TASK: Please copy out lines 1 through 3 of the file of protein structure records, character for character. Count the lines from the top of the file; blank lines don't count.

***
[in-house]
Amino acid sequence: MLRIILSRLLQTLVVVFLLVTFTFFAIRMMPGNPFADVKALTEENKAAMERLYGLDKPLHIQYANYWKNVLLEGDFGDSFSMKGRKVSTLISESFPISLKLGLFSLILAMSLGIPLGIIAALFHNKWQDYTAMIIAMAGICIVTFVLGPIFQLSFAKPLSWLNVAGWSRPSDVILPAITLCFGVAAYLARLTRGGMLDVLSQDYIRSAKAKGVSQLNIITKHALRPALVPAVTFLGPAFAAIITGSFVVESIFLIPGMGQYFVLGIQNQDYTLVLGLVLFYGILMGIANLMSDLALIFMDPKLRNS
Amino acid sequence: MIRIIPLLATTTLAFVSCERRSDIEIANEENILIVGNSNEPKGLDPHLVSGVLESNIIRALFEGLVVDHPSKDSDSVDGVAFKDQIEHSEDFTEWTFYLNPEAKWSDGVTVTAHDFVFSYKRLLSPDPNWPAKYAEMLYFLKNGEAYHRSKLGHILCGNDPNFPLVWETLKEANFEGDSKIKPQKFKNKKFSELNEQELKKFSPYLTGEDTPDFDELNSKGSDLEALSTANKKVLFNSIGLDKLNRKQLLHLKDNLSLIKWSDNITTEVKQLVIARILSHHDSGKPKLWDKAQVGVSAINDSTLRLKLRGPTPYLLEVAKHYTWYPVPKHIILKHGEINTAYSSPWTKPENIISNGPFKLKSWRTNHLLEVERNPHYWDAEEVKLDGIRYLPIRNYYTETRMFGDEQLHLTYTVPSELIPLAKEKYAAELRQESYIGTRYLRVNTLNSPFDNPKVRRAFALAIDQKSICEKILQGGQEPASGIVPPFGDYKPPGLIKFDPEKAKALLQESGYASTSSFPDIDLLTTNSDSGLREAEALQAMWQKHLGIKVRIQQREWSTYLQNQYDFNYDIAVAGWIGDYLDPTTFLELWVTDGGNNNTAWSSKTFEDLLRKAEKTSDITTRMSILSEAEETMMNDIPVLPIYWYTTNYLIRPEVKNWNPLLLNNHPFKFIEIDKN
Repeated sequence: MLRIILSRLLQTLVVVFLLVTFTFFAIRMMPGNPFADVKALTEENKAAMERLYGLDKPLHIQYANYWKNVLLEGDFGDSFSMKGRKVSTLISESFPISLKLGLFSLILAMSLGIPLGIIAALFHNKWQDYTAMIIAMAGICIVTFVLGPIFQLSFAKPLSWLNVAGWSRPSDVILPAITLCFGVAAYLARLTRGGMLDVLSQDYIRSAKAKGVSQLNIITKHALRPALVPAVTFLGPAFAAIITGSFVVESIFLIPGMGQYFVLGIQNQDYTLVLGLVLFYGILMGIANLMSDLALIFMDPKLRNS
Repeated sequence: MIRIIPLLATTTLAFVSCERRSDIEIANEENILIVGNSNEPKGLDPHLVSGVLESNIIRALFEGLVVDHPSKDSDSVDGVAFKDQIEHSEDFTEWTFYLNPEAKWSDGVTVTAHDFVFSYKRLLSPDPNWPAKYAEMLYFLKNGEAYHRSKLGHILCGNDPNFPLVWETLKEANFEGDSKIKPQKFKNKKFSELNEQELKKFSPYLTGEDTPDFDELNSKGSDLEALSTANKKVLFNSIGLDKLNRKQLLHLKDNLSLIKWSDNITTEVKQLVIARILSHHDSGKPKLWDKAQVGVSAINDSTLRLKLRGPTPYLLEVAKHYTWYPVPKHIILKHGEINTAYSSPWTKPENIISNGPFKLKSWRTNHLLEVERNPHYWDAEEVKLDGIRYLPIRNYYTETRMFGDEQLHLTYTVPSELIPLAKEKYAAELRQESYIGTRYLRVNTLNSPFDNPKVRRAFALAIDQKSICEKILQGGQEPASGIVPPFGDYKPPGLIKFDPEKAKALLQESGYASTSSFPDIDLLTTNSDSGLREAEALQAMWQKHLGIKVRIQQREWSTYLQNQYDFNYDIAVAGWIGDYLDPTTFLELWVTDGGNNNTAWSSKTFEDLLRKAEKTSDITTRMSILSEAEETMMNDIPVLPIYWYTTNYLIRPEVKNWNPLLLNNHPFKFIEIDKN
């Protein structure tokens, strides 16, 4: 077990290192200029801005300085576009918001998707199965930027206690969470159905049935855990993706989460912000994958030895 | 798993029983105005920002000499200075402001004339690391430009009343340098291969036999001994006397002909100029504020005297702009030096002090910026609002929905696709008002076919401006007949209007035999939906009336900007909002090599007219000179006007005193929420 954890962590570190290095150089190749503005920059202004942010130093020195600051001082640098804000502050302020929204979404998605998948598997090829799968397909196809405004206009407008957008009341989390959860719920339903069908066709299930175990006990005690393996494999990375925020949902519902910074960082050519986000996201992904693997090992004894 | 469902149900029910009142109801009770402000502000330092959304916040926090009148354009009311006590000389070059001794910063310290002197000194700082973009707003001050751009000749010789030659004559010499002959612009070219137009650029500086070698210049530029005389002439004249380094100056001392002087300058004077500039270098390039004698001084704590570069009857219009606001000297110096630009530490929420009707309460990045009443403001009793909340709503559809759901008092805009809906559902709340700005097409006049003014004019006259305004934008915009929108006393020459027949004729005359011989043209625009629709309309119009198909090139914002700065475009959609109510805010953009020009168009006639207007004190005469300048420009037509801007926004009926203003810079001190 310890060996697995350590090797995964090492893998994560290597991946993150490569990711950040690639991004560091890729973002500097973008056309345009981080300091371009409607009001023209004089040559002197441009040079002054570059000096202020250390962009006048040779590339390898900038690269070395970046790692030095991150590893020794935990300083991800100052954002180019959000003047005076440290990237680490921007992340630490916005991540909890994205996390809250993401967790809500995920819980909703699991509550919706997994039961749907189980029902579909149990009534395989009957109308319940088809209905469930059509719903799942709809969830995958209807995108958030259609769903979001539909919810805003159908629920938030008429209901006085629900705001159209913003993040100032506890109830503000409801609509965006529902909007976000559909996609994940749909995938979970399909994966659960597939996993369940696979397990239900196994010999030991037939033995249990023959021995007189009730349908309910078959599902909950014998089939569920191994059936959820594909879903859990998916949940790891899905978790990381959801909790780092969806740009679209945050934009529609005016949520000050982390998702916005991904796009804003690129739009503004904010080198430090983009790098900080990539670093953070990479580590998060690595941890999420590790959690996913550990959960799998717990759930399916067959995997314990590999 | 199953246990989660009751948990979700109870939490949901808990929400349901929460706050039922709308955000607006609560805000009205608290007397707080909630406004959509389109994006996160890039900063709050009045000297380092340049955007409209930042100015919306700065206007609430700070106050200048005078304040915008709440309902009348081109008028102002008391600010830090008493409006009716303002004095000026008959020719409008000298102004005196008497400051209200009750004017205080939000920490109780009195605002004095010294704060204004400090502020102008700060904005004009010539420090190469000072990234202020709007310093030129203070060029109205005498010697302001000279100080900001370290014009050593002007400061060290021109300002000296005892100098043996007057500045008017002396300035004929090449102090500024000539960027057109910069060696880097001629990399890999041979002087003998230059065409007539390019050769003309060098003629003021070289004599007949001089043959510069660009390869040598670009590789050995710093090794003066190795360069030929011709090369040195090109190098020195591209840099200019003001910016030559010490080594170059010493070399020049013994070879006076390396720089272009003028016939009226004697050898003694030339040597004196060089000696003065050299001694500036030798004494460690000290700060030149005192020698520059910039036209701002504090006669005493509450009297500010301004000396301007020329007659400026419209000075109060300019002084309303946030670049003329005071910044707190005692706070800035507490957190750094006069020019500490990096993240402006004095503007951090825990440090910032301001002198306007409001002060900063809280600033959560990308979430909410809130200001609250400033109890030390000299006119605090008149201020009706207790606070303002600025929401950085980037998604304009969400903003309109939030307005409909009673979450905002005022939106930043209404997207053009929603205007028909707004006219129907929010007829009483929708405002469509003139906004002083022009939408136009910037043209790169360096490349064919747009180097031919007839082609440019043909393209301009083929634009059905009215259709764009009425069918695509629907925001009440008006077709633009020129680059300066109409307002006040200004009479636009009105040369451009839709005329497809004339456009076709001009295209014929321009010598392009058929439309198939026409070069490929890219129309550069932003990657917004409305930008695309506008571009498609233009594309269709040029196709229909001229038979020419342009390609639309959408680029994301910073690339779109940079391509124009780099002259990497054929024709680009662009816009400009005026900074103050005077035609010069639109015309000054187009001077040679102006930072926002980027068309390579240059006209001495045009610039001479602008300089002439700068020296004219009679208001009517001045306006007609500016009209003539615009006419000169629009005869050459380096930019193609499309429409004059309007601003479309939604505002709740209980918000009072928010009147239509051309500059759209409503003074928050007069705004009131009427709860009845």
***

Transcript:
[in-house]
Amino acid sequence: MLRIILSRLLQTLVVVFLLVTFTFFAIRMMPGNPFADVKALTEENKAAMERLYGLDKPLHIQYANYWKNVLLEGDFGDSFSMKGRKVSTLISESFPISLKLGLFSLILAMSLGIPLGIIAALFHNKWQDYTAMIIAMAGICIVTFVLGPIFQLSFAKPLSWLNVAGWSRPSDVILPAITLCFGVAAYLARLTRGGMLDVLSQDYIRSAKAKGVSQLNIITKHALRPALVPAVTFLGPAFAAIITGSFVVESIFLIPGMGQYFVLGIQNQDYTLVLGLVLFYGILMGIANLMSDLALIFMDPKLRNS
Amino acid sequence: MIRIIPLLATTTLAFVSCERRSDIEIANEENILIVGNSNEPKGLDPHLVSGVLESNIIRALFEGLVVDHPSKDSDSVDGVAFKDQIEHSEDFTEWTFYLNPEAKWSDGVTVTAHDFVFSYKRLLSPDPNWPAKYAEMLYFLKNGEAYHRSKLGHILCGNDPNFPLVWETLKEANFEGDSKIKPQKFKNKKFSELNEQELKKFSPYLTGEDTPDFDELNSKGSDLEALSTANKKVLFNSIGLDKLNRKQLLHLKDNLSLIKWSDNITTEVKQLVIARILSHHDSGKPKLWDKAQVGVSAINDSTLRLKLRGPTPYLLEVAKHYTWYPVPKHIILKHGEINTAYSSPWTKPENIISNGPFKLKSWRTNHLLEVERNPHYWDAEEVKLDGIRYLPIRNYYTETRMFGDEQLHLTYTVPSELIPLAKEKYAAELRQESYIGTRYLRVNTLNSPFDNPKVRRAFALAIDQKSICEKILQGGQEPASGIVPPFGDYKPPGLIKFDPEKAKALLQESGYASTSSFPDIDLLTTNSDSGLREAEALQAMWQKHLGIKVRIQQREWSTYLQNQYDFNYDIAVAGWIGDYLDPTTFLELWVTDGGNNNTAWSSKTFEDLLRKAEKTSDITTRMSILSEAEETMMNDIPVLPIYWYTTNYLIRPEVKNWNPLLLNNHPFKFIEIDKN